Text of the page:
Make Your Own Decorative Shelf Brackets

Decorative Shelf Brackets

Custom-made, decorative shelf brackets add style and detail to an otherwise plain shelf.
Custom-made, decorative shelf brackets add style and detail to an otherwise plain shelf. | Source

Introduction


While shelf brackets function primarily as shelf supports, they can also make their own decorative statement as they prop up books and home décor for display. Decorative shelf brackets can transform a simple shelf into an accentuating piece displaying a certain design style such as classical, ornate, contemporary or art nouveau. Adding decorative features to the brackets increases the aesthetic appeal of hanging a shelf on the wall.



How-to Books for Shelf Brackets and More

Ridiculously Simple Furniture Projects: Great Looking Furniture Anyone Can Build
Ridiculously Simple Furniture Projects: Great Looking Furniture Anyone Can Build

Combining innovation with simplicity, this book offers easy-to-make projects for around the home.

 


Skill

Moderate

Things You'll Need

1- by 6-inch wood board, 1 foot long
Decorative pattern
Pencil
Clamps
Goggles
Compound miter saw
Jigsaw
Sander
Router
Decorative trim molding
Finishing nails
Hammer
Wood glue
Stain
Paint
Mending Plates
Screws


Step 1

Use a decorative shape to make a template of the bracket design. The main shape of a bracket is an upside down right triangle – the horizontal side supports the shelf and the vertical side is the point of attachment to the wall.

Step 2

Trace the design of the bracket on the wood with a pencil. Make the length of the bracket’s two perpendicular sides -- the side that will line up to the wall and the side that will support the shelf board -- at least half the width of the shelf board that it will support. The bracket will work as an adequate support for the shelf if its end lands at or beyond the center of the shelf. If it is less than this, the shelf may lean away and fall off the wall.

Step 3

Cut the 1-by-6-inch wood board in half with a compound miter saw, and place one piece of the uncut bracket wood on top of the other. Wear goggles while operating the compound miter saw.

Brace the wood pieces together with a clamp and then clamp the wood to the work surface. By placing the two pieces of wood together, you can cut two brackets at a time, which will yield an exact set of brackets.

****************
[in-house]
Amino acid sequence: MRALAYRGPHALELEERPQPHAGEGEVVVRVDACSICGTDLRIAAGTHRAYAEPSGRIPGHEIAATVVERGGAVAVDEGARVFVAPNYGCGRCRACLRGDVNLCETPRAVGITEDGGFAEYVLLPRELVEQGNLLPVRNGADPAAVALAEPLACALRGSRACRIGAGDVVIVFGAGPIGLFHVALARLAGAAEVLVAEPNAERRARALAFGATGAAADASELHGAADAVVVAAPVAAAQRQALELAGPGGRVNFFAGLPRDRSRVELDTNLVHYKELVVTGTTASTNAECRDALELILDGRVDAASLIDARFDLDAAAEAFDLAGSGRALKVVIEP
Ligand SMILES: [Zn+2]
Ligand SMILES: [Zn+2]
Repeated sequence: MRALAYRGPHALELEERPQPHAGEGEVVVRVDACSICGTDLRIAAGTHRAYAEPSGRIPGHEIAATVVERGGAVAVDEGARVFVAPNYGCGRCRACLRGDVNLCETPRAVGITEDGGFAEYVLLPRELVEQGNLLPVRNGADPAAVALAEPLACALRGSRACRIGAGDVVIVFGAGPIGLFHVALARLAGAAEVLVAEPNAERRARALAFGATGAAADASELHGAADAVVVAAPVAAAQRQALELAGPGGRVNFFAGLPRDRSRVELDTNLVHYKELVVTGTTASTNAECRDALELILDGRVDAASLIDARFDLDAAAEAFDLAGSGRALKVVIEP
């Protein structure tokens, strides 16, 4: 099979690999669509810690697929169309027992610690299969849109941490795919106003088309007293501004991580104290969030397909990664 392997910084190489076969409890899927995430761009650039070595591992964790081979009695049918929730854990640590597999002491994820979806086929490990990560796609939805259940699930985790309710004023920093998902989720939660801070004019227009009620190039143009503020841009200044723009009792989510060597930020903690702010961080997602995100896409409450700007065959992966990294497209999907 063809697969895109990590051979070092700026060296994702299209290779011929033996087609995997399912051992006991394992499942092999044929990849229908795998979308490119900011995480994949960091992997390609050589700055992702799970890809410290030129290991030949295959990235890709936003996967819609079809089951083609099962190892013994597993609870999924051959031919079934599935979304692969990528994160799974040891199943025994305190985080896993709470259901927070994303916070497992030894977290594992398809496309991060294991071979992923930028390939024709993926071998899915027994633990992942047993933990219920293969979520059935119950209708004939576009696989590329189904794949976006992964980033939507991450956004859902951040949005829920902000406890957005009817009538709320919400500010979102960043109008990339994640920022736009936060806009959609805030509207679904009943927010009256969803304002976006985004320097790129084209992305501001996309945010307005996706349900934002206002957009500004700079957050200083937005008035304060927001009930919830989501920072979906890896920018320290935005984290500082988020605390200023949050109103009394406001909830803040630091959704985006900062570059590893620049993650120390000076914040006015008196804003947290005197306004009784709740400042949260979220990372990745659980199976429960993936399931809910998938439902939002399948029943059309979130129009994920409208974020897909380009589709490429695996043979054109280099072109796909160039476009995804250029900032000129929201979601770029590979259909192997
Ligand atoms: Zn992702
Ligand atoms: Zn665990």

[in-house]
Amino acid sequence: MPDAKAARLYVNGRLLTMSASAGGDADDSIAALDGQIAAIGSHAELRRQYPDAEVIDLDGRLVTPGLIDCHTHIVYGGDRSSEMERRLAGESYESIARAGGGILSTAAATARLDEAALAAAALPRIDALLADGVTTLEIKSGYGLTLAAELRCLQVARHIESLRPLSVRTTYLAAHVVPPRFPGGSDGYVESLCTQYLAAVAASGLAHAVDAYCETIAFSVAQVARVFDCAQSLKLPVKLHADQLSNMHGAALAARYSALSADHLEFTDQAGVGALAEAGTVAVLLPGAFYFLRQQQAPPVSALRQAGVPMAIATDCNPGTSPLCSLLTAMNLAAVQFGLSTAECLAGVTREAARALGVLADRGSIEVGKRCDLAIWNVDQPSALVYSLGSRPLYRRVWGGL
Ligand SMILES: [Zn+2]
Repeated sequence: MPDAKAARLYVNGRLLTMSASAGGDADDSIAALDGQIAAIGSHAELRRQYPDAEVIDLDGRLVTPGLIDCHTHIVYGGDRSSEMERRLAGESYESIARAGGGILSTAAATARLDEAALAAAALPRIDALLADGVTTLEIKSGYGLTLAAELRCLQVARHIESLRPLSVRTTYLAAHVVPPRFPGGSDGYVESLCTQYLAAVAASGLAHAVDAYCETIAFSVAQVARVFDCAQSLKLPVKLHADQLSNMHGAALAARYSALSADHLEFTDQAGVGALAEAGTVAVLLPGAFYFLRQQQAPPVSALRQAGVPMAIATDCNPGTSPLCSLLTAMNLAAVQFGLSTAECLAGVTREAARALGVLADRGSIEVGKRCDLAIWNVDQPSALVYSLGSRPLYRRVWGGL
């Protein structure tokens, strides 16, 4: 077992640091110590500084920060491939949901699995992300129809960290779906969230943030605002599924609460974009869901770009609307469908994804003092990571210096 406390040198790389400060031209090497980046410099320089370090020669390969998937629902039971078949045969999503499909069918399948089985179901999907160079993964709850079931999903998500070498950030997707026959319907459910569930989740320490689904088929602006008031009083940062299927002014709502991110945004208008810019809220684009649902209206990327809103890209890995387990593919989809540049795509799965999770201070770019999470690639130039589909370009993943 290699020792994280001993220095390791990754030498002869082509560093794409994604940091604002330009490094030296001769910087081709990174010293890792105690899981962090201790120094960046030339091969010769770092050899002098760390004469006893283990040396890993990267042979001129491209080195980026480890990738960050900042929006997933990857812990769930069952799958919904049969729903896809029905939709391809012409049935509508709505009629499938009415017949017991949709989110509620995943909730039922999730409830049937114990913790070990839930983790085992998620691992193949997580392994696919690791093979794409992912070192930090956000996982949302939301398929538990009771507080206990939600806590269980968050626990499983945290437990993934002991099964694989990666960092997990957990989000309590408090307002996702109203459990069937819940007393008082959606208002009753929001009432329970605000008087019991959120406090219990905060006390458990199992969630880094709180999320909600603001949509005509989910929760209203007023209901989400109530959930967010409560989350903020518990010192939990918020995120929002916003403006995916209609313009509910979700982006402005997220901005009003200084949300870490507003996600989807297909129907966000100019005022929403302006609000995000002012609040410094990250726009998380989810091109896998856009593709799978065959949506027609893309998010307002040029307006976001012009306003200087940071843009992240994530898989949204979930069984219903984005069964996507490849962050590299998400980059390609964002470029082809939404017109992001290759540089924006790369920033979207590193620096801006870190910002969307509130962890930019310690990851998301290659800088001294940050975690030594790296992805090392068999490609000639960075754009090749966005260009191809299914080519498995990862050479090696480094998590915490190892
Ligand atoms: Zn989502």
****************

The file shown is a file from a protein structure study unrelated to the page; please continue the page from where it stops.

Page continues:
Step 4

Trace the design of the bracket on the wood with a pencil. Make the length of the bracket’s two perpendicular sides -- the side that will line up to the wall and the side that will support the shelf board -- at least half the width of the shelf board that it will support. The bracket will work as an adequate support for the shelf if its end lands at or beyond the center of the shelf. If it is less than this, the shelf may lean away from and fall off the wall.

Step 5

Cut along the decorative outline of the bracket pattern with a jigsaw. Wear goggles to protect your eyes while operating the saw. Use a sander to smooth the edges.

Step 6

Load the router with a decorative router bit. Finish all the edges of the bracket with a decorative finish, giving it a professional appearance. Lightly sand the edges to give it a smooth finish.

Step 7

Make the brackets more substantial by flanking both sides of the horizontal side of the bracket with decorative wood trim. Measure the length of the side and cut two pieces of wood trim. If you want to trim the vertical side of the shelf bracket, cut two more pieces of trim and miter the ends that meet at the corner with opposing 45-degree angles.

Apply wood glue between the molding and the bracket, and nail it into the shelf bracket.

Step 8

Stain or paint the shelf brackets once the wood glue dries. Select a stain to match other room accents, or paint it an accent color that coordinates with the room’s décor.

Step 9

Attach shelf mending plates to the vertical side of the shelf bracket. Mark and drill holes into back of the shelf bracket to receive the screw heads. Hang the shelves to the wall by screwing the screws into the wall, leaving just enough of the head exposed to lock into the mending plate.


References

  • “25 Projects for Horsemen: Money Saving, Do-It-Yourself Ideas for the Farm, Arena and Stable”; Jessie C. Shiers, Jason Shiers; 2009

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Comments 3 comments

alocsin profile image

alocsin 5 years ago from Orange County, CA

This seems simple enough that even I can do it. Voting this Up and useful.


Naima Manal profile image

Naima Manal 4 years ago from NY Author

Thank you very much. They are simple to make, step-by-step, which is how I like to approach projects.


Maisyn 2 years ago

Posts like this make the inetnret such a treasure trove

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